"(Customers) were like, 'I don't know how to get in, I don't know where to come in, where do we go, what do we do? We don't want to come this way because the roads are a mess,'" she said. "So I lost customers." 

La said the street's new appearance "doesn't matter" to her. 

"That's just cosmetics," La said of the new signage and bus stops along the street.

"Business has been down for the past two years, so I'm lucky I'm still alive." 

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West Seventh Street

A bike rack is seen on the newly-reopened West Seventh Street on Dec. 11. Business owners say they're glad the street is open to traffic again, though some aren't pleased with the corner curb extensions, which they say make it harder for trucks to make turns. 

His sentiments about the new corner designs were shared by other business owners along the street, a few of whom did not want to publicly air their criticism. Many aren't happy that delivery trucks and larger pickups have trouble navigating around the corner bump outs. 

Wanderscheid said the corner curb extensions allow more room for pedestrians and makes street crossings more protected. 

"The addition of curb extensions was discussed at several public meetings and the size of the trucks utilized by businesses in the corridor were taken into account as a part of the design process," she said in an email.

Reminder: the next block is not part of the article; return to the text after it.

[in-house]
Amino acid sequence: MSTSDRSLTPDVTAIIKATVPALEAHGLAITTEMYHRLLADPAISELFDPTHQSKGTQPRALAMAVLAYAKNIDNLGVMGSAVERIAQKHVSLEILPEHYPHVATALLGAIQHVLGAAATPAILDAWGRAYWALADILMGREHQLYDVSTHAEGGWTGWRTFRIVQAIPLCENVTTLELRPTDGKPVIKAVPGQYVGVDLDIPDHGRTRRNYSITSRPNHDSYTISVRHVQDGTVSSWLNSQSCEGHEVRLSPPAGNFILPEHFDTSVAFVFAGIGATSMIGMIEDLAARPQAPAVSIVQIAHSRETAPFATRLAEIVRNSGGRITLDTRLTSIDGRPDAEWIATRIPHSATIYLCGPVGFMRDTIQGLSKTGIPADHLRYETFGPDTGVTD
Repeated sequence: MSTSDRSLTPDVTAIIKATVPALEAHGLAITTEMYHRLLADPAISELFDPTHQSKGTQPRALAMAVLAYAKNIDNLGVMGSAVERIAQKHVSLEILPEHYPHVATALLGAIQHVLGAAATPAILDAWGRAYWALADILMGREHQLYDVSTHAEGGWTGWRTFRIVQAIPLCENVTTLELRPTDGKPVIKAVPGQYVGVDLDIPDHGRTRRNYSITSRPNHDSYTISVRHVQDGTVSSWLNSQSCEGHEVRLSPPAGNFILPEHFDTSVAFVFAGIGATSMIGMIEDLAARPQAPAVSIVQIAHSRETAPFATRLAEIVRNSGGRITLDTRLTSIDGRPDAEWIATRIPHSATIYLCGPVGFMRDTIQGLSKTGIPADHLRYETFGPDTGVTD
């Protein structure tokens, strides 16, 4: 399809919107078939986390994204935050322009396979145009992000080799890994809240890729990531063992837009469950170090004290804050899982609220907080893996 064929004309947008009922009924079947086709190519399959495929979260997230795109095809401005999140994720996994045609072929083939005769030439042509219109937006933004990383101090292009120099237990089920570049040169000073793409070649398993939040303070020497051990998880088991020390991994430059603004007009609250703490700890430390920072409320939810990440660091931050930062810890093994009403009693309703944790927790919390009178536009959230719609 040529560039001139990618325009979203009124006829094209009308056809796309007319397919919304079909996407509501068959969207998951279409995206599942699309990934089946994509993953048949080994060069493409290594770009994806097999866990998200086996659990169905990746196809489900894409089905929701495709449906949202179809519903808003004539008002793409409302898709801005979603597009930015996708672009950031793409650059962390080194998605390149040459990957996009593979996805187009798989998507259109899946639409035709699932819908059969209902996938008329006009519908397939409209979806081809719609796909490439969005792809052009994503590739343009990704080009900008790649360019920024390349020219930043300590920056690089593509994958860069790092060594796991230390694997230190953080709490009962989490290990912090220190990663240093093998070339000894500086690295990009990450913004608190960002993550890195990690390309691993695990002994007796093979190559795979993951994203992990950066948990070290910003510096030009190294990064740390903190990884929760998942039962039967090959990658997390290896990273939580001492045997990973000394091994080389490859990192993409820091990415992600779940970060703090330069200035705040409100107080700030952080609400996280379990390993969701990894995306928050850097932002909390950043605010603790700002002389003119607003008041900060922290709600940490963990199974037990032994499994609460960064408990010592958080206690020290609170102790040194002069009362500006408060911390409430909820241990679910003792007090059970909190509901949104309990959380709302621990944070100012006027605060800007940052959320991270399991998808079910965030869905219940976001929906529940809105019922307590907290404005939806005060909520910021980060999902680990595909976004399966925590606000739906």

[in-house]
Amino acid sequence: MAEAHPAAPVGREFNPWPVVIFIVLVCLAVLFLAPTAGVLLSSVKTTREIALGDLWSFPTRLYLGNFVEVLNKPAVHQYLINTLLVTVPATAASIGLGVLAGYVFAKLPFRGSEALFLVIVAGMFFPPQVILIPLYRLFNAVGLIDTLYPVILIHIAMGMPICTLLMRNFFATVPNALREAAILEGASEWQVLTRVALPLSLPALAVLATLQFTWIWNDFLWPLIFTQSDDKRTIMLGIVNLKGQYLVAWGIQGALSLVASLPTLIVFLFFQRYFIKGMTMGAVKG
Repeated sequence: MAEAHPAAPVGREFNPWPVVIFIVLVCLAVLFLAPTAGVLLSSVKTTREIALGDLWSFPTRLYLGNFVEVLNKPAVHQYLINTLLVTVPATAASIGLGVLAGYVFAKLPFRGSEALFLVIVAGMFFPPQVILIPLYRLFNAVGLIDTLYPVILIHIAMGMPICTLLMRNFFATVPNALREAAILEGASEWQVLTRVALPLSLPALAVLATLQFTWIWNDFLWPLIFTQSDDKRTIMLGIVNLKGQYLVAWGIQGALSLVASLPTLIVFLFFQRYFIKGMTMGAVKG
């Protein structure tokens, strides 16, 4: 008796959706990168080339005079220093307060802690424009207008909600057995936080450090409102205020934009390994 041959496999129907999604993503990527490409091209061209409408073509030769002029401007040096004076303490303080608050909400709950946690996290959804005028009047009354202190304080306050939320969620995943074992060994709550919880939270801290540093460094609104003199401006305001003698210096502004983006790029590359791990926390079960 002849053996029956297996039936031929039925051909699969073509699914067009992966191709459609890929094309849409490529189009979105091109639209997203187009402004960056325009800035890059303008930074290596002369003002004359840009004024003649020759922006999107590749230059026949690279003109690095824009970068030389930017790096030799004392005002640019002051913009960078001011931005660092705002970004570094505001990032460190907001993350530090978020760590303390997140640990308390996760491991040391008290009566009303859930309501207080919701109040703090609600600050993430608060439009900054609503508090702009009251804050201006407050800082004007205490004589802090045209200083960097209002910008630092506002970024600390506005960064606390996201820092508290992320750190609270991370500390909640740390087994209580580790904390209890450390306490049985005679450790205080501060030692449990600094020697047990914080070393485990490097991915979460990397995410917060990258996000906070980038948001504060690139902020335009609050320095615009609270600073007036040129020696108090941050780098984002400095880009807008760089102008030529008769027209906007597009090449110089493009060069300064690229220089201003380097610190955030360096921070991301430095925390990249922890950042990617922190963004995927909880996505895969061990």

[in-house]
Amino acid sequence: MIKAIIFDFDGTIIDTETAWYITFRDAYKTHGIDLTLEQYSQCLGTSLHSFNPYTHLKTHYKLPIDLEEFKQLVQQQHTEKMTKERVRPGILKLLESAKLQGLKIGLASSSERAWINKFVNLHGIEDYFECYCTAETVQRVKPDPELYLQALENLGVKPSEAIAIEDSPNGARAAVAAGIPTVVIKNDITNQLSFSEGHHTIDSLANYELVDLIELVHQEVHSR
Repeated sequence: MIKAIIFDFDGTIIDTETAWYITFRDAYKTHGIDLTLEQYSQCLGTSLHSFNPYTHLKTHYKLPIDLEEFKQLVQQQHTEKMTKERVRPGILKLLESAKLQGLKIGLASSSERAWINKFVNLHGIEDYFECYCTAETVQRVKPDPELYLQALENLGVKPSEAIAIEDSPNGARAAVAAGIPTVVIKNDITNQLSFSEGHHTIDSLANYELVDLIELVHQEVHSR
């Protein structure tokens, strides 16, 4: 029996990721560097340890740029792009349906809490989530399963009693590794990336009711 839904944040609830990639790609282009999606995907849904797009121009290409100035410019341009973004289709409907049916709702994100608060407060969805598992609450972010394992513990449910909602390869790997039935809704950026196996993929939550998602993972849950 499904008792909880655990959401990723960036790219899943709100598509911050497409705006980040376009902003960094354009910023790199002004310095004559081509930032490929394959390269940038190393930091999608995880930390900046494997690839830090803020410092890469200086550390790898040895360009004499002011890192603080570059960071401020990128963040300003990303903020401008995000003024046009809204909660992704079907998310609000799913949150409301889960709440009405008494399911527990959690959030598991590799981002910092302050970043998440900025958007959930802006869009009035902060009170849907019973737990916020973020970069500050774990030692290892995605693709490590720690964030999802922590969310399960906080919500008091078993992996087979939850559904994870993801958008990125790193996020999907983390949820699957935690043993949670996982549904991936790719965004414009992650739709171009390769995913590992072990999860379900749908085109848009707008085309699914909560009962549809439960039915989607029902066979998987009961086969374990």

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West Seventh Street

An information sign is seen on the newly-reopened West Seventh Street on Dec. 11. In addition to the informational signage, the street now has decorative planters and colored concrete in certain areas of the sidewalk. Trees will be added later. 

John Reidesel, who owns Siouxland Lock and Key, 216 W Seventh St., is also not totally impressed with the corner curb extensions. Still, on the whole he's glad the project is done. 

Construction on the eastern end of West Seventh, where Siouxland Lock and Key is situated, wrapped up in 2017. Even so, Reidesel said the construction on the western end of the street discouraged customers.

"All this summer, we weren't blocked off at all, but we still got people calling up, saying 'Is your road open?'" he said. "It's been a long time coming, they've been running late, we've had (the street) blocked off for what, six months now. Now that it's finally opened up, we've seen a big difference in the walk-in traffic coming in." 

Lessman said his business took advantage of the torn-up water main, which for some other businesses was a headache. Lessman Lighting was able to change out its building's old utility hook-up when the city had already dug out the old water main. 

And Lessman said his customers are dedicated -- they'd come to the shop one way or another, even when it was hard to get in because the sidewalk was gone. 

"Our business thrives on construction and progress, so can't really complain a whole lot," he said. 

Wanderscheid said the city still needs to wrap up some final details of the West Seventh project. 

"We just have some minor things to do this spring, like landscaping," she said.